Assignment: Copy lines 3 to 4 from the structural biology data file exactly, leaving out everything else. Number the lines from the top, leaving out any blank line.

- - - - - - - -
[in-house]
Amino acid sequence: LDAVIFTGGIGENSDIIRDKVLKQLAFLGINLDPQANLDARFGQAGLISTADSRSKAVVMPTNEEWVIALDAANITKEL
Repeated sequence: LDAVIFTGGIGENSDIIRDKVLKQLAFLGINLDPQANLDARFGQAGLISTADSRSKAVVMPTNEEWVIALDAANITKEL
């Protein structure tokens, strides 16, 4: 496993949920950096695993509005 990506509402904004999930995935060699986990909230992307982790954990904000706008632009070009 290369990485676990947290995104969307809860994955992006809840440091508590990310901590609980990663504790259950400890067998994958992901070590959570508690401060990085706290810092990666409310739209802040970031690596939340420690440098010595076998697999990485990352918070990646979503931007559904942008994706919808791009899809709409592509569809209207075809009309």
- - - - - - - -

Repeated sequence: LDAVIFTGGIGENSDIIRDKVLKQLAFLGINLDPQANLDARFGQAGLISTADSRSKAVVMPTNEEWVIALDAANITKEL
């Protein structure tokens, strides 16, 4: 496993949920950096695993509005 990506509402904004999930995935060699986990909230992307982790954990904000706008632009070009 290369990485676990947290995104969307809860994955992006809840440091508590990310901590609980990663504790259950400890067998994958992901070590959570508690401060990085706290810092990666409310739209802040970031690596939340420690440098010595076998697999990485990352918070990646979503931007559904942008994706919808791009899809709409592509569809209207075809009309």